In addition to what you mentioned, the core of the smart phone may be changing quite radically too. Or, at least Google might think it will. Combine a 2nd or 3rd generation Google Glass type device with a 2nd or 3rd generation smart watch and the need for a phone, as we know it today, simply goes away.
A few years ago, I could see desktop and laptop computers being replaced by wireless display and keyboard in combination with a smart phone. Today, I can see the phone component of that picture being replaced by something in a completely different form factor.
But I think a more realistic scenario is that smartphones' functions aren't entirely hijacked by such peripherals as Google Glass or smartphones. Instead, the smartphones' capabilities will be diminished to, say, LTE modem.
Why I say that? It's because it's still hard for me to imagine that so many people who already have smartphones today will trade their phones with Google Glass!
That makes a lot of sense, but at some point, if the only major component is the LTE modem, it could be stick into the watch of Glass - maybe. I can see the display as a big variable. If people like the Glass type display, then they'll likely not care to carry around a phone size display.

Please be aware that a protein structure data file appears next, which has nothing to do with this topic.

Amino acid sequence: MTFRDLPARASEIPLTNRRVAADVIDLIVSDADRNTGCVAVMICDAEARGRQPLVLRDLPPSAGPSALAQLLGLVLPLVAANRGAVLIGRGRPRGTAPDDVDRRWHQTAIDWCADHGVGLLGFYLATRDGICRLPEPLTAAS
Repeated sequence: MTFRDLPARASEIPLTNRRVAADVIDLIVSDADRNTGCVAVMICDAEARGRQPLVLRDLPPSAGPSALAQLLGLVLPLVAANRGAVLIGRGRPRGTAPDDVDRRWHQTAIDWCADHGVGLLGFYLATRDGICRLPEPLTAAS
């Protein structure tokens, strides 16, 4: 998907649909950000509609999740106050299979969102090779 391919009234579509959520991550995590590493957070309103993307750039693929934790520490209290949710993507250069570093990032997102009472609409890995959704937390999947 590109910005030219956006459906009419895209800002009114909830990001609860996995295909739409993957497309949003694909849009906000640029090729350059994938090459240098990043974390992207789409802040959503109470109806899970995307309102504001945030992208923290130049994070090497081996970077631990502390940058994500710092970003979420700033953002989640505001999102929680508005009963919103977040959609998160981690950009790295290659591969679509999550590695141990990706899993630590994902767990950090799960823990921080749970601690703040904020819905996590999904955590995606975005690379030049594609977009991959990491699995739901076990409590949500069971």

Those that aren't comfortable obscuring their vision might still need to carry around s poakcet display. Maybe that display, then, is just a display and an LTE modem.
Junko "yes, the differentiator of all those new and old devices really comes down to the display. I agree."
Displays are different than the rest of the hardware. Of course, a few years ago, I couldn't have imagined wanting to spend time reading anything on a 4" diagonal screen. Unless it's the only thing available, it's kind of silly as far as I'm concerned.
I can envision a lot of use for Google Glass type devices, but I think it would be pretty distracting. Maybe the answer will come in the form of flexible, rollable and foldable thin screens - Keep it folded up in your wallet, purse, backpack or pocket an pull it out when you need a display. Maybe it could resize the image based on you much you've unfolded vs. how much is folded under.
I think it depends on "which Lenovo", e.g. which product line, which is true of many PC makers. My Lenovo Thinkpads (a X61t and T43) have been very solid and reliable. OTOH, I don't think the consumer laptops have the same reputation